M. C. Mary Kom turned the clock back for a sixth gold and seventh overall medal at the Women's World Boxing Championships, making her the most successful boxer in the tournament’s 10-year history. Her record looks unlikely to be surpassed for quite a few years to come.
A “no skills, mostly strength” boxer when she got her maiden world championship medal, the 36-year-old mother of three says she has now reached a point where she doesn’t like exerting herself and looks to win without conceding punches.
In an interview with PTI , the Manipuri trailblazer reflected on her world championship journey from 2001 in the USA, where she won a silver, to the recent one in front of adoring home fans -- an atmosphere that left her in tears.
“In 2001, I was young and inexperienced; in fact I would say I had no skill. I was only relying on strength and stamina to pull through. Just following my instincts at that time,” she said.
“But in 2018, I had the experience to ensure that I didn’t exert myself unnecessarily. I don’t want to get hit anymore, I like to win bouts without getting struck and this is what I largely managed to do this time. No wasting of efforts. I have become calculative,” she added.
Saturday was not the first time Mary won a world gold on home turf. In 2006 at Delhi, her gold was not followed by tears, but a wide grin that stayed on her face throughout the celebrations of her third world title.
“I can put it (the tears) down to the hype and pressure may be. At that time, women’s boxing was not that well known. People came but it wasn’t the same buzz. This time, I saw people in the stands chanting just my name and it overwhelmed me,” she said.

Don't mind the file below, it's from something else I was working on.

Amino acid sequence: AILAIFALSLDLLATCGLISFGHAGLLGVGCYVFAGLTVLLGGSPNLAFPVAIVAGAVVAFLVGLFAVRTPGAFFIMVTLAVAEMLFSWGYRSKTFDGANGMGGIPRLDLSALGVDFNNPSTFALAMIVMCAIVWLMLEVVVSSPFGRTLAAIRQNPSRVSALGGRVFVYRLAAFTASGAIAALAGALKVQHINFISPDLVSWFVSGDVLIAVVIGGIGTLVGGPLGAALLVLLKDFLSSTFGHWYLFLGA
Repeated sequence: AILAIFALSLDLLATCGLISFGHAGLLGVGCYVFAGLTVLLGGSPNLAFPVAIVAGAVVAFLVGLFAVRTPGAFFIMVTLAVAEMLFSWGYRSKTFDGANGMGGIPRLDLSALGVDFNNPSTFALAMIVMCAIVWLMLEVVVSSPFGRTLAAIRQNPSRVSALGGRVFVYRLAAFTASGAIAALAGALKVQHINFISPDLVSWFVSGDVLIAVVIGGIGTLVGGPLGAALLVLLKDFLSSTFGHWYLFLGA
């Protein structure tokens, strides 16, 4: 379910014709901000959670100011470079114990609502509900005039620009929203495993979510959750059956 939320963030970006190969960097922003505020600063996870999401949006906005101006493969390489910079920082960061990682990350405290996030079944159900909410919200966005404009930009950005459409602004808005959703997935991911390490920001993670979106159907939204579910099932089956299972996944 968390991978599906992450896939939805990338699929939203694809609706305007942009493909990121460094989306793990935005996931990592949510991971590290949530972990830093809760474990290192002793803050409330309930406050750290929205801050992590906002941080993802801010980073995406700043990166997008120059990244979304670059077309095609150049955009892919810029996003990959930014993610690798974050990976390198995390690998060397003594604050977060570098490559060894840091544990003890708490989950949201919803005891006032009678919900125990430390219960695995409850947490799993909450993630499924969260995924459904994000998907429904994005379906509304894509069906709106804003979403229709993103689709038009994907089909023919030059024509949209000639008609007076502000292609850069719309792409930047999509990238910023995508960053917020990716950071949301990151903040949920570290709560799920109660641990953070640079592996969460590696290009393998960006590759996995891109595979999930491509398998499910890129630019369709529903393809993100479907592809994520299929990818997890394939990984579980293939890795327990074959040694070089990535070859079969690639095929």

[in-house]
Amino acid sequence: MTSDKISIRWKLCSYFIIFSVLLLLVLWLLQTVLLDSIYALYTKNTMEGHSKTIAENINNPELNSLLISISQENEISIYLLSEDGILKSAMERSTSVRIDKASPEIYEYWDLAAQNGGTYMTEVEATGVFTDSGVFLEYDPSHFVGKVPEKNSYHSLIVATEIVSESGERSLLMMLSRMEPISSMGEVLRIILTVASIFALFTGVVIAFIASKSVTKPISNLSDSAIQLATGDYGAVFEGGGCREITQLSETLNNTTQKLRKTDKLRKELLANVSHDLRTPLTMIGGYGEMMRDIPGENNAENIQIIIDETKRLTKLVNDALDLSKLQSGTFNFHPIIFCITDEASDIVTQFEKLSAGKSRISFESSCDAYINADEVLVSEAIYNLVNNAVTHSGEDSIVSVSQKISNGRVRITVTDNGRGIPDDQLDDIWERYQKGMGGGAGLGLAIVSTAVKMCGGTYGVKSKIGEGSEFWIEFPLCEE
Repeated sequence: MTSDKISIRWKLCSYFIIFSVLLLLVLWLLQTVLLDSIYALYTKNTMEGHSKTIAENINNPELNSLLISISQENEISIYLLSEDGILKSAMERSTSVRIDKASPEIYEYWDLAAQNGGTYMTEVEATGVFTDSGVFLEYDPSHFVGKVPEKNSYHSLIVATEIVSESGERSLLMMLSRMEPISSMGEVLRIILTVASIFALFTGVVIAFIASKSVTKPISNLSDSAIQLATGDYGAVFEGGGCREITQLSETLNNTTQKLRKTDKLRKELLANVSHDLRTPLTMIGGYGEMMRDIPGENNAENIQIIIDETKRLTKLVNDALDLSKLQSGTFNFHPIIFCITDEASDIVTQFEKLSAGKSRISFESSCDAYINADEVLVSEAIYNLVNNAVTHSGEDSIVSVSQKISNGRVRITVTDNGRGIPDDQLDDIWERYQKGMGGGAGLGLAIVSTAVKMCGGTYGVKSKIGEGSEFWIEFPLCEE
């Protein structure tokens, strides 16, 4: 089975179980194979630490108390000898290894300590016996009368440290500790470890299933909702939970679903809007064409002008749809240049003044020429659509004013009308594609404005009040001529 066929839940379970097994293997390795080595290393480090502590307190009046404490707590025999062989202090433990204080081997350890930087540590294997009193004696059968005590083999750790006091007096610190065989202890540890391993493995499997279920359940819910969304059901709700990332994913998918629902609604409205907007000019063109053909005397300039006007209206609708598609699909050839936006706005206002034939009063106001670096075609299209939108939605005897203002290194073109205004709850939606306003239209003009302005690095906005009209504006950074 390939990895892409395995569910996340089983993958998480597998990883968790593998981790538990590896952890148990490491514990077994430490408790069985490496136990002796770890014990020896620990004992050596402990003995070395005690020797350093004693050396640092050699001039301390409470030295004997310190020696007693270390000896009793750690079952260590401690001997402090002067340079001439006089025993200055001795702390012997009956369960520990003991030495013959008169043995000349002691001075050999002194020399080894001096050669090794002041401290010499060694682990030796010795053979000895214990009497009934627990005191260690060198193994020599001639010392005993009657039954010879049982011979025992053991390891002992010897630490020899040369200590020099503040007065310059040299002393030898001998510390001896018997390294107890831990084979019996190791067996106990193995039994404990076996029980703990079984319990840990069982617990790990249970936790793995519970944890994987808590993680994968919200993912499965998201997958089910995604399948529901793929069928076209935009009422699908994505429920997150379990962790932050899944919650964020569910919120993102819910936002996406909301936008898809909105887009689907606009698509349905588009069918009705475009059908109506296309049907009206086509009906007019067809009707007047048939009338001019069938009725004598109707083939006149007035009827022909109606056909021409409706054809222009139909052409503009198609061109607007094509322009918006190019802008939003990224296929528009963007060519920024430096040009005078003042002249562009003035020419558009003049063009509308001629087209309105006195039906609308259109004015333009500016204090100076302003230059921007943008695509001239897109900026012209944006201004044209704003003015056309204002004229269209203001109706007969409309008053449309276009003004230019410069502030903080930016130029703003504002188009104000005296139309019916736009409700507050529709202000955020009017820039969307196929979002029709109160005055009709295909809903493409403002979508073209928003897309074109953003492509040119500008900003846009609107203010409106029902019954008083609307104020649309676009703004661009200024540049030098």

“There was this huge buzz and on the final day, it completely overpowered me, emotionally. That’s why I broke down, I couldn’t help it,” she explained.
So does that make it the most special of her six world titles?
“Certainly among the most special medals of my career. But I can’t put a finger on which one matters more to me because each one of them has come after a lot of hard work,” she said.
“This was also among the toughest for me because there were huge expectations. I competed at the Commonwealth Games (48kg category) and got a gold this year. Because of that there was huge pressure for the world championship as well,” she said.
Mary Kom has been juggling between two weight categories ever since 51kg became an Olympic weight and 48kg was left out of the showpiece event. So, while her world titles are all in her “favourite” 48kg category, an Olympic bronze in 2012 came in 51kg. If she has to compete in the 2020 Tokyo Olympics, which she intends to do, Mary Kom will have to bulk up again for the qualifiers scheduled next year.
“It’s not easy for me to juggle like this. I am also human and obviously it plays on my mind...obviously it is something that has consequences, I too suffer but I will try my best,” she said.
2018 has been a brilliant year for Mary. She started with a gold at India Open in January, fetched a silver among a strong field of European boxers in a Bulgarian tournament in February, and followed it up with the Commonwealth Games gold in April and a gold at a Polish tournament in October.
And then came the icing on the cake - a record sixth world title and the best boxer trophy to go with it. Seven World championships also tied her with men’s legend Felix Savon of Cuba as the most successful amateur boxer of all time.
“To be the first woman boxer to achieve all that I have achieved, I am quite pleased with how I have done. Everyone has dreams, I am no different and I am glad that I am able to live my dreams,” the seemingly ageless powerhouse concluded.
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